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Bmore Healthy Newsletter: April 6, 2018

Click here to read the 4/6/18 newsletter. Subscribe to the Bmore Healthy newsletter.

In this issue:

  • Note from the Commissioner
  • Dr. Wen Speaks at Cecil County Health Department in Recognition of National Public Health Week
  • Dr. Wen Speaks at Why Women Cry XII
  • and more

Note From The Commissioner: Making Public Health Visible

At a commencement ceremony several years ago, Dr. Linda Rae Murray, then-president of the American Public Health Association (APHA), recounted a famous saying: “When public health works, we’re invisible.” She followed that by urging the graduates to “refuse to be invisible, because […] we need to lend our strength and our science to broad social movements whose goal is to make things better.”

When public health is invisible, we only end up talking about it when things go wrong; people tend to think about public health agencies as entities that respond to infectious disease outbreaks or shut down a restaurant due to health code violations. We frequently think about health as healthcare, but what determines how long and how well we live is less about what happens in the doctor’s office and more about where we live, the air we breathe, and the availability of other resources in our communities. At the Baltimore City Health Department, we believe that all issues – education, housing, employment, public safety, and beyond – can and should be tied back to health. We are committed to making the progress earned through public health visible, and to make the case for incorporating health-in-all policies across the City.

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The Health 202: How a fringe idea to solve the opioid crisis turned mainstream (Washington Post)

Jerome Adams urged Americans to consider getting trained to administer naloxone, a drug used broadly by first responders that has proven highly effective in reversing opioid overdoses. 

Baltimore City Health Commissioner Leana Wen said she is being forced to ration naloxone because the city doesn’t have the finances to buy as much as it needs. 

Read the entire story.

Leana Wenopioids

Federal moves to help opioid crisis not enough, experts say (

Anybody who knows someone at risk of an opioid overdose should always carry naloxone, the anti-overdose drug, Surgeon General Dr. Jerome Adams said Thursday. 

Baltimore City Health Commissioner Dr. Leana Wen said the plan is a good first step.

Read the entire story.

Leana Wenopioids

Surgeon General urges more American carry Naloxone to fight opioid crisis (NBC Nightly News with Lester Holt)

Dr. Wen appeared on NBC Nightly News with Lester Holt to discuss the Surgeon General's Advisory urging Americans to carry naloxone. 

Watch the video.

Leana Wenopioids

The Surgeon General Just Called For Making An Overdose-Reversing Drug Available To Everyone (BuzzFeed)

US Surgeon General Jerome Adams will on Thursday issue a nationwide advisory — the first from his office in 13 years — for more people to get access to and training for the overdose-reversing drug naloxone.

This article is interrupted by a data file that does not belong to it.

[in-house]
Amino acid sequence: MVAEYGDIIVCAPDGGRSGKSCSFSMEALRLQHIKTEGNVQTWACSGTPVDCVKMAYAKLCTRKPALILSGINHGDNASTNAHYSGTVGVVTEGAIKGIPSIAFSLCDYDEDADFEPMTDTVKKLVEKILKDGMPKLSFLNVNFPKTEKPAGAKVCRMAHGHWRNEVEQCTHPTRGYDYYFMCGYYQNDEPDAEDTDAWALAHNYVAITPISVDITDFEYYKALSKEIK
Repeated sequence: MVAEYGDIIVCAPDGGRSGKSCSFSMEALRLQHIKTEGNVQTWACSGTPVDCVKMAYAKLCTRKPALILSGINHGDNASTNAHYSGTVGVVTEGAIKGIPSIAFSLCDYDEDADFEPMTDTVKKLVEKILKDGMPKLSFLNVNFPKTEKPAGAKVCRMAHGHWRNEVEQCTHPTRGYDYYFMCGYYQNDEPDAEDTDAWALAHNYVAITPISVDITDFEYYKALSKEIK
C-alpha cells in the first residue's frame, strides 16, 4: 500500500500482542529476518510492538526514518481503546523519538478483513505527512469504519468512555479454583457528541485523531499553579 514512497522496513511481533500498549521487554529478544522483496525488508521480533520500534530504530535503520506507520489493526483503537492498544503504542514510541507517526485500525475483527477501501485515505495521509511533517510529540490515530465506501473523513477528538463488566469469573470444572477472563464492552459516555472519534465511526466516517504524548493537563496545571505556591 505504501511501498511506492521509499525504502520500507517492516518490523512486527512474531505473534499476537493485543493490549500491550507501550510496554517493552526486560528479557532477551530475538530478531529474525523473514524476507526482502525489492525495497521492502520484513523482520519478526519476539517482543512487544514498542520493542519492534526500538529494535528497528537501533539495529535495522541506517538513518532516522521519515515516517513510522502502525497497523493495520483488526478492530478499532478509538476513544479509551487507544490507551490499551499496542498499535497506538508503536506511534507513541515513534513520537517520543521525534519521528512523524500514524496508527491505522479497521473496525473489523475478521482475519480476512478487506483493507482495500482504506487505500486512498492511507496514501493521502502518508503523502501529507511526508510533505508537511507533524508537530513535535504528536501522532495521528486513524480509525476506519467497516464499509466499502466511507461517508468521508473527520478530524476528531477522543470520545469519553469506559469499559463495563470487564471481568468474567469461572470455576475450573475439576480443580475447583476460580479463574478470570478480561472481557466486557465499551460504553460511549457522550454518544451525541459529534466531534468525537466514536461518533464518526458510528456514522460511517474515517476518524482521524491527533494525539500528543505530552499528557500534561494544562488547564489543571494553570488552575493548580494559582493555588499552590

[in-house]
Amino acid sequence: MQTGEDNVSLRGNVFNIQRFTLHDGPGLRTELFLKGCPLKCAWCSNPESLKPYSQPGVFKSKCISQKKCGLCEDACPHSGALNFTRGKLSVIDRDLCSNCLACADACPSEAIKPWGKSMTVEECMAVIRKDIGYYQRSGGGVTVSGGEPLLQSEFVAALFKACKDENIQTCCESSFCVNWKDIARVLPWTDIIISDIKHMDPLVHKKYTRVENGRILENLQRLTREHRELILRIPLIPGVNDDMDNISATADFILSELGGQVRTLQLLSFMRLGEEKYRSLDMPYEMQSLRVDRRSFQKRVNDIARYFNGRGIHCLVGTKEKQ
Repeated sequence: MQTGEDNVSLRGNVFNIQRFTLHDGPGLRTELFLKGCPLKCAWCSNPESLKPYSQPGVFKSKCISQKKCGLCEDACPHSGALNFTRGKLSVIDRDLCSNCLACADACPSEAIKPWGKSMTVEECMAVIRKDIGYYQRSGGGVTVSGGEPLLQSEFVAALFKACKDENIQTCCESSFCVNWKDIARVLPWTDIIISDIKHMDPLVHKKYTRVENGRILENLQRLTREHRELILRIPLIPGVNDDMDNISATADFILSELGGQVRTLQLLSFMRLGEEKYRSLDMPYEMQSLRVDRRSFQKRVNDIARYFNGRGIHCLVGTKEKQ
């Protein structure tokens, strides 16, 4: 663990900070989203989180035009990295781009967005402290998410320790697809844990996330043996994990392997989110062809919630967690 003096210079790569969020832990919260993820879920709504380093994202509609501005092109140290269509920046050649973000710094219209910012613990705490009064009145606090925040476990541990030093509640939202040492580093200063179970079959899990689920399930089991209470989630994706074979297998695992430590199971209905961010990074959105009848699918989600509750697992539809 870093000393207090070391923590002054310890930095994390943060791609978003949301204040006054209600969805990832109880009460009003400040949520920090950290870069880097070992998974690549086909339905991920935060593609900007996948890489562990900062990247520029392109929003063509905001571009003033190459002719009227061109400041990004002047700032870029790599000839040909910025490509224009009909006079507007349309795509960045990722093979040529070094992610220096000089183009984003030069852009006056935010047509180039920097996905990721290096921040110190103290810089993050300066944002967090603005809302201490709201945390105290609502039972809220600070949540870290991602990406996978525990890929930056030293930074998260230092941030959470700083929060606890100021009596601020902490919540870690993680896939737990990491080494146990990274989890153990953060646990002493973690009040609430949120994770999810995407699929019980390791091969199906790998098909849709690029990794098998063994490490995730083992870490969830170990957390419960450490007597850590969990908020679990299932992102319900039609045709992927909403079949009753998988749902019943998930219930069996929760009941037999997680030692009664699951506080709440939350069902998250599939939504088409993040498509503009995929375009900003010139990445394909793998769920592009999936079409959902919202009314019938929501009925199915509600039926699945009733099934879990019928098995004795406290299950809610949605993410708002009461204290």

“Unfortunately, we are having to ration naloxone because we simply don’t have the resources to purchase this life-saving antidote,” Baltimore health commissioner Leana Wen said in a statement to BuzzFeed News. “Every week, we count the doses we have left and make hard decisions about who will receive the medication and who will have to go without.”

Read the entire story.

Leana Wenopioids

Surgeon general urges public to carry opioid overdose reversal drug in rare advisory (The Hill)

The surgeon general in a rare public health advisory is calling on more Americans to carry a potentially life-saving medication that can reverse the effects of an opioid overdose.

Baltimore City Health Commissioner Leana Wen urged the federal government to make naloxone more affordable, suggesting it negotiate a discounted rate with manufacturers or provide funds for increased access to treatment. 

Read the entire story.

Leana Wenopioids

Surgeon general issues rare advisory: more people should carry opioid overdose antidote (Vox)

The surgeon general issued the office’s first advisory in 13 years — calling on more people to carry the opioid overdose antidote naloxone.

Dr. Leana Wen, the health commissioner of Baltimore, has seen some of this firsthand. In the past, naloxone has typically required a prescription. But in 2015, her office issued a standing order that effectively acted as a blanket prescription for the entire city of Baltimore.

Read the entire story

Leana Wenopioids

Poll: Most Americans wary of those suffering from addiction, despite recognition of medical condition (AP)

A slim majority of Americans see prescription drug addiction as a disease that requires medical treatment, but most would not welcome those suffering from the problem into their neighborhoods, workplaces, or families. 

Those figures worry Baltimore Health Commissioner Leana Wen, who says it’s counterproductive to blame people for their medical conditions. 

Read the entire story.

Leana Wenopioids

‘We simply don’t have the resources’: Surgeon general’s call to carry naloxone raises red flag (ThinkProgress)

It’s been 13 years since a United States Surgeon General issued a public health advisory, but on Thursday Jerome Adams did so to urge every person to carry the overdose-reversal medication naloxone.

In response to Thursday’s announcement, Baltimore City Health Commissioner Dr. Leana Wen, arguably naloxone’s most ardent advocate, asked for more financial assistance as local officials have already been trying to get the medication into the hands of every person — and that’s been costly.

Read the entire story.

Leana Wenopioids